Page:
La table dressée

club des cent

I love the musée Nissim Camondo on the edge of Parc Monceau. Such beauty, such history, such pathos. The museum is managed by le musée des Arts décoratifs. Currently, there’s an installation that recreates a luncheon given by Moïse de Camondo on June 9, 1933 for le Club des Cent, an exclusive group that focused on gastronomy. It was formed in 1912 and continues to meet on Thursdays from 12:30 to 2:30 each week. Their normal venue is Maxim’s. As you’d expect from the name, there are 100 members at any given time. No woman has ever been accepted for membership.

table-dressee-musee-nissim-camondoCamondo joined le Club in 1925. A few times a year, he gave a lunch for thirty of his fellow members at his gorgeous home. Of course, everything had to be perfect, and the beautifully decorated dining room certainly reflects the attention to detail lavished on the original event. The 18th century porcelain decorated with a blue carnation is from the factory founded by the prince de Condé to supply the château de Chantilly.

The items on the table, however, are not original to the house. When Camondo bequeathed his home to serve as a museum after the death of his son, he did not include items he considered to be part of the daily life of the household – the household linens, the table wear, the pots and pans in the kitchen, and his clothing – all of these were given to his daughter, Béatrice.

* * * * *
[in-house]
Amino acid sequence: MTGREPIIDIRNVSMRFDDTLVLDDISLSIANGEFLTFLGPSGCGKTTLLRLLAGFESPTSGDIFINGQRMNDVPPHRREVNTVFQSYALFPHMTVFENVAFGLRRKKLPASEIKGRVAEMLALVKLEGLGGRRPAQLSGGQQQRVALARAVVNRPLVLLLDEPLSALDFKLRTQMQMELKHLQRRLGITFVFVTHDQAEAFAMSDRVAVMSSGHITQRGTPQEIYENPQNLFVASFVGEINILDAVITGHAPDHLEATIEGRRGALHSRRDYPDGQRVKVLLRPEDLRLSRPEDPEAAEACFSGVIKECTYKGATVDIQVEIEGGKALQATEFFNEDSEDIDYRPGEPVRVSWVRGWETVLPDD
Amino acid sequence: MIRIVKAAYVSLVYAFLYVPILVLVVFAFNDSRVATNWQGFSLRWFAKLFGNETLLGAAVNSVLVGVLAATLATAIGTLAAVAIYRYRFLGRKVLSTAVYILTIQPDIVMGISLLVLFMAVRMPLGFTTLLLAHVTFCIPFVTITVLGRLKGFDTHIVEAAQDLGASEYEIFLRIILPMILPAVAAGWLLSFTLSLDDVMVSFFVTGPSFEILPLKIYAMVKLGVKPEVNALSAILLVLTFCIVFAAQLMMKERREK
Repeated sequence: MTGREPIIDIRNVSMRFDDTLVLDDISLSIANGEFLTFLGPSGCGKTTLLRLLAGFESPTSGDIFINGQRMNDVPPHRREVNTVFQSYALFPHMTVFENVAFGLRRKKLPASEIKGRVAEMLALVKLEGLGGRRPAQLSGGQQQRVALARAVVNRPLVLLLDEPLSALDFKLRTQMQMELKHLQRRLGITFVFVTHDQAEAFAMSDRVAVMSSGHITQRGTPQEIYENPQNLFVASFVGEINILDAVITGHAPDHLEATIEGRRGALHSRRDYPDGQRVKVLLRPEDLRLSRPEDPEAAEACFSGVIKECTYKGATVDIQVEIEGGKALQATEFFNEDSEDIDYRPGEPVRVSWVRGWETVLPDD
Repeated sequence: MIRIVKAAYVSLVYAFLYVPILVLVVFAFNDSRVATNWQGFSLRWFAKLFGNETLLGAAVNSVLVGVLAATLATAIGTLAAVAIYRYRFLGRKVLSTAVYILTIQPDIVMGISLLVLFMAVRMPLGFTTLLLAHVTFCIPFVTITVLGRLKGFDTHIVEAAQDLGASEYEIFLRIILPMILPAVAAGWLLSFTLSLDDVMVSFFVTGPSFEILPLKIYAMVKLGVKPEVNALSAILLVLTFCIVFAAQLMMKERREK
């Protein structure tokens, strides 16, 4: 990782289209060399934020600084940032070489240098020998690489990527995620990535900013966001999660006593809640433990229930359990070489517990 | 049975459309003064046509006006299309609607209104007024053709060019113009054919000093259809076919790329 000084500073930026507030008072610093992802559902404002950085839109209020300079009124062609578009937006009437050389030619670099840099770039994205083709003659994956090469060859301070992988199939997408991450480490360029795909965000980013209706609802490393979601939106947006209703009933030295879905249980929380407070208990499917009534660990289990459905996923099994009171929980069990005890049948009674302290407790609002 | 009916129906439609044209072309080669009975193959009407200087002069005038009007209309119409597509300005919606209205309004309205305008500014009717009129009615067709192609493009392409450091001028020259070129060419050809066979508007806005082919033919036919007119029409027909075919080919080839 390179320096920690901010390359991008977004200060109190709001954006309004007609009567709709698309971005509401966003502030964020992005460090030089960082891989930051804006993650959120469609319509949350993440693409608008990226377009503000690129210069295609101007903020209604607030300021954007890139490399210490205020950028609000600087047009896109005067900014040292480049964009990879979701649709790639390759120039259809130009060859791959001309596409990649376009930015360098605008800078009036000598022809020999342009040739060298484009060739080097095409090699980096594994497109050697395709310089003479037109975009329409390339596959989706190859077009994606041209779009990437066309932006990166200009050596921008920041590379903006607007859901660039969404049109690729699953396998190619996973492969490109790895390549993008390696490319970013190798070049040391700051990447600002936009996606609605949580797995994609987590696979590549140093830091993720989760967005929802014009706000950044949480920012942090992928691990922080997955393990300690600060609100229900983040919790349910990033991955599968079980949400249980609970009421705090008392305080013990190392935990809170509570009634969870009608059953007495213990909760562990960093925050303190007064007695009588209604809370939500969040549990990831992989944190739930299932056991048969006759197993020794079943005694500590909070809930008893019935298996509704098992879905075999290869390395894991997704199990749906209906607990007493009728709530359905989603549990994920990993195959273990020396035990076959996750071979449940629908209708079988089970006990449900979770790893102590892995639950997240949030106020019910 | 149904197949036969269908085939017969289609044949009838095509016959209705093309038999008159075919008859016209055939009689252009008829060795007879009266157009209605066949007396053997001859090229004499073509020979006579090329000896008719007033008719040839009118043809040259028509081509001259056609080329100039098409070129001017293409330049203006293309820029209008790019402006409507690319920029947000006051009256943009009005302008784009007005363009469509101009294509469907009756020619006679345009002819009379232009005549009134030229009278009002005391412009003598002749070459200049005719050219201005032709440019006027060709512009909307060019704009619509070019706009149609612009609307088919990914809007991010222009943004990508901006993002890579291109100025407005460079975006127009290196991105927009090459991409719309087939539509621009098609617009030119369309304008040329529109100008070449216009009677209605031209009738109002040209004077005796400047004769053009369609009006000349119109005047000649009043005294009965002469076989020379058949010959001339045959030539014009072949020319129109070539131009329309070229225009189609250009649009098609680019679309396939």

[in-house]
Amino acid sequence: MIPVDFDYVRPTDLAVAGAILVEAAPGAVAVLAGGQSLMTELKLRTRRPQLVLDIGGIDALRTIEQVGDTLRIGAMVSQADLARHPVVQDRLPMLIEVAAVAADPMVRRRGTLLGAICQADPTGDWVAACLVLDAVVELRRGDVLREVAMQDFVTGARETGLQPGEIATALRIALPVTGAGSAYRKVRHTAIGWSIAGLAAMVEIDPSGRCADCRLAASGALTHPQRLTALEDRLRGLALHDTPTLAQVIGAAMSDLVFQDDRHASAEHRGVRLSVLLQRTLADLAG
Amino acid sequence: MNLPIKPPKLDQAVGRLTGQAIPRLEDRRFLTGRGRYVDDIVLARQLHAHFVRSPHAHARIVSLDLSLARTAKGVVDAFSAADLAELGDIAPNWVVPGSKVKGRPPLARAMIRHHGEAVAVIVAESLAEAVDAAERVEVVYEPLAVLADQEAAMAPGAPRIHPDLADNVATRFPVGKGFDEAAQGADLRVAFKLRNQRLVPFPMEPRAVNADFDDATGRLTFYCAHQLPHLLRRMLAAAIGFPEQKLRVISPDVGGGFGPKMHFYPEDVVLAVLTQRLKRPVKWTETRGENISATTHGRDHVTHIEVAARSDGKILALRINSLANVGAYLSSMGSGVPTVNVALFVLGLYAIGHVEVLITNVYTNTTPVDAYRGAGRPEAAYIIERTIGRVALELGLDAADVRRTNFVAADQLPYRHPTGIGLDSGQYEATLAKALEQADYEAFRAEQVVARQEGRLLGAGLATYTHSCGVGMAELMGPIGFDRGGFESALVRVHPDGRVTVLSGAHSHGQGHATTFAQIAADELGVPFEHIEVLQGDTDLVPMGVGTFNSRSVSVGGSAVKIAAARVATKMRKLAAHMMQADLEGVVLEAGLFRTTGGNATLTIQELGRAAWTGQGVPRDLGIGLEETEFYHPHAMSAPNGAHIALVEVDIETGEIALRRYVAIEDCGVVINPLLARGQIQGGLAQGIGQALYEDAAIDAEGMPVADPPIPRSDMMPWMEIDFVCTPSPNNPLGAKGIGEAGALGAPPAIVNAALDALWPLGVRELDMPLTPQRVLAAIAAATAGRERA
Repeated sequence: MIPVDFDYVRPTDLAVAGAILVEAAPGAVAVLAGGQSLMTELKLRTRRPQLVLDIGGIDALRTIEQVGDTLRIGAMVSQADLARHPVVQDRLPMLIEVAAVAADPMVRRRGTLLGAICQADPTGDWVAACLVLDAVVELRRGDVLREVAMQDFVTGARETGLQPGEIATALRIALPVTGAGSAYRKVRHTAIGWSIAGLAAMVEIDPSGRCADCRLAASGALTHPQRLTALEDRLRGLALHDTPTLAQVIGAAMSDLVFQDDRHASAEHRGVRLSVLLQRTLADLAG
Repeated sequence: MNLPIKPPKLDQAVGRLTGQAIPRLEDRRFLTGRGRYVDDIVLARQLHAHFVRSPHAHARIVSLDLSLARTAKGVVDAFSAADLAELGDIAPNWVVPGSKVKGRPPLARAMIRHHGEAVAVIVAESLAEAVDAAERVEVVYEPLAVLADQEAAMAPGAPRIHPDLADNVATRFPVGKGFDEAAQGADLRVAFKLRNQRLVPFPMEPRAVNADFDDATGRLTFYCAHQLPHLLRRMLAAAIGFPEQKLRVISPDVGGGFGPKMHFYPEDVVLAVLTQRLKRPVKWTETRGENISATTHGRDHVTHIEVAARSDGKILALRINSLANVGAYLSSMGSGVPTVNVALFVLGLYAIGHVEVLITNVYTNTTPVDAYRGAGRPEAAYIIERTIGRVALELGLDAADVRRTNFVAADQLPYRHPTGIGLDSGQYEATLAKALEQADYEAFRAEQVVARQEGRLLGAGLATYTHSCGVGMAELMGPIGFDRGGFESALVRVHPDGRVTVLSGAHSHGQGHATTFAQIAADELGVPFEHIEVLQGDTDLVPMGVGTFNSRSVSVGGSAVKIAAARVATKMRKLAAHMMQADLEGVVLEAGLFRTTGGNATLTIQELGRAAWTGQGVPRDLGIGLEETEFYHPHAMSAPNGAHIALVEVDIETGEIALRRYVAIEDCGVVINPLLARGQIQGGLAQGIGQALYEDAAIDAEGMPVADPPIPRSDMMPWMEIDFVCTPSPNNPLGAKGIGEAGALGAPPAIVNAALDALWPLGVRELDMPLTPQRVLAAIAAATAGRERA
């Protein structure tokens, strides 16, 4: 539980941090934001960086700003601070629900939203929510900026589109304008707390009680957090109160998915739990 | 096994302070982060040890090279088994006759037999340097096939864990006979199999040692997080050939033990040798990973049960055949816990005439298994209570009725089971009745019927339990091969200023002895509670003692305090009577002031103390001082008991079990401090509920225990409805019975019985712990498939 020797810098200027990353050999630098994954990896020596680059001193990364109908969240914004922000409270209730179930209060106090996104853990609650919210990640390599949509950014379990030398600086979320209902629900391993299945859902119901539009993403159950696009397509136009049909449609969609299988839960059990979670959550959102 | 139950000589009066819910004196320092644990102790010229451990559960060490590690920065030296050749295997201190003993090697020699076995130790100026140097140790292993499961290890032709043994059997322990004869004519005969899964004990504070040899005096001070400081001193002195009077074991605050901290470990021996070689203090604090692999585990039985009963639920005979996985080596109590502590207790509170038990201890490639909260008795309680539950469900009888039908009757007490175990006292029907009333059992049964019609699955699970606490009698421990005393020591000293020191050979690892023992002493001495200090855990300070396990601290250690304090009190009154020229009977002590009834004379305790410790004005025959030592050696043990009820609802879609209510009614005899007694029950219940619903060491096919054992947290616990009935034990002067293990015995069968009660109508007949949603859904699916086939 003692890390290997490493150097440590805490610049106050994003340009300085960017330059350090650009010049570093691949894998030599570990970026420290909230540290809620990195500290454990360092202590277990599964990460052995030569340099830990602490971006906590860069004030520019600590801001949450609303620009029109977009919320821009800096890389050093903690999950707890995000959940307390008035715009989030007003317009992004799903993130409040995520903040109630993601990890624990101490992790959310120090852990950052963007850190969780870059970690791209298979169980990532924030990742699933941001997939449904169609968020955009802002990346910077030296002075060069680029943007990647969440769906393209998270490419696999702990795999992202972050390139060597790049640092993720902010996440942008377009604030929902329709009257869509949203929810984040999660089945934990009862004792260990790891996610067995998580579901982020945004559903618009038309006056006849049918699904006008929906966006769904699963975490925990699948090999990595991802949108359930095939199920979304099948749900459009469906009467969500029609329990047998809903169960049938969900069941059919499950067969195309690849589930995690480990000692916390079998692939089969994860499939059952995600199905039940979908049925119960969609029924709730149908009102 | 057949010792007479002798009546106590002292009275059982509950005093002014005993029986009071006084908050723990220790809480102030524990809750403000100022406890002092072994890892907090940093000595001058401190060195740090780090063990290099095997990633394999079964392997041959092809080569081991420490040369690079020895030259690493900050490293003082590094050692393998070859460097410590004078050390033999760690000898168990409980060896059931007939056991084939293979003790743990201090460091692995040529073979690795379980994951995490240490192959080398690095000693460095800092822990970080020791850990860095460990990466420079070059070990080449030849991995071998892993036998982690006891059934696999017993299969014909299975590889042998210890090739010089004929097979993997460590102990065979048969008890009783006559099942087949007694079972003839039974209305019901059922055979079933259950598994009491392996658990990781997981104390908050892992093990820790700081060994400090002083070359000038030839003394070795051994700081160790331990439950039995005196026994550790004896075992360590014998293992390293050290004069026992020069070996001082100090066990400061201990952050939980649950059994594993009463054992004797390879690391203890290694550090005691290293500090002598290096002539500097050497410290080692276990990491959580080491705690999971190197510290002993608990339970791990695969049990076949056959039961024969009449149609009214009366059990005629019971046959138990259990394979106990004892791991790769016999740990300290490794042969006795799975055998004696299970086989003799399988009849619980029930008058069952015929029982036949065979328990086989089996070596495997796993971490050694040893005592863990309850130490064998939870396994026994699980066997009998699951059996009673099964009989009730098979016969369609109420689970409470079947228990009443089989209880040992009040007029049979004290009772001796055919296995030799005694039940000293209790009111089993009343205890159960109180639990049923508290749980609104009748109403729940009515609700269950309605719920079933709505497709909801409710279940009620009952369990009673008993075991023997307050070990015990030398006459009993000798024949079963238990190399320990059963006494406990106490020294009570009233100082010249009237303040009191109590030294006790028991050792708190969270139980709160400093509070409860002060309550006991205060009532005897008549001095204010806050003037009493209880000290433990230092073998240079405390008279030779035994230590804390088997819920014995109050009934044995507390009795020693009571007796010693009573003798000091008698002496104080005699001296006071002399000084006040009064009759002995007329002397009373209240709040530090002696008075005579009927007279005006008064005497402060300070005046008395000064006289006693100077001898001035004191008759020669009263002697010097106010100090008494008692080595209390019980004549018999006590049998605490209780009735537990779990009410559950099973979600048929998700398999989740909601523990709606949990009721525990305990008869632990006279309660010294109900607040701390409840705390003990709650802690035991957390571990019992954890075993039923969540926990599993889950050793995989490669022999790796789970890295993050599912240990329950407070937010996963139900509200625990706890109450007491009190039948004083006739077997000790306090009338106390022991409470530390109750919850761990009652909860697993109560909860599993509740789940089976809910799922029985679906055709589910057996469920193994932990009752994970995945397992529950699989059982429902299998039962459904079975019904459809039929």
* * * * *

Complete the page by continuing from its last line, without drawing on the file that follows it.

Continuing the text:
Béatrice de Camondo and brother Lieutenant Nis...

Béatrice de Camondo and brother Lieutenant Nissim de Camondo in 1916 (Photo credit: Wikipedia)

While the house and its contents were protected from the Nazi’s by a Hague Convention, Béatrice’s belongings were not. When she and her family were shipped to concentration camps, where they all perished, their belongings were fair game. In order to recreate this dinner, therefore, companies that still make goods just as beautiful as the originals have loaned their best. Puiforcat loaned the sterling silver, the crystal is from Saint-Louis, and the linens are from D. Porthault.

The installation is called La table dressée (lah tabluh dressay), which means “the set table.” The expression I’m more used to is mettre la table or “to set the table.” I like the idea of a table being dressed, rather than merely “set,” like a beautiful woman done up for a dinner party – but not with the all-boys Club des Cent. The installation is open until February 24, 2013.

51Ijq1hW5PL__SL75_Entertaining in the French Style

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About Patricia Gilbert

Patricia Gilbert is a French teacher. She's Canadian, lives in the United States, but dreams of living in France. Follow her on Instagram @Onequalitythefinest and on Twitter @1qualthefinest.
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One Response to La table dressée

  1. Pingback: Bimbeloterie | One quality, the finest.

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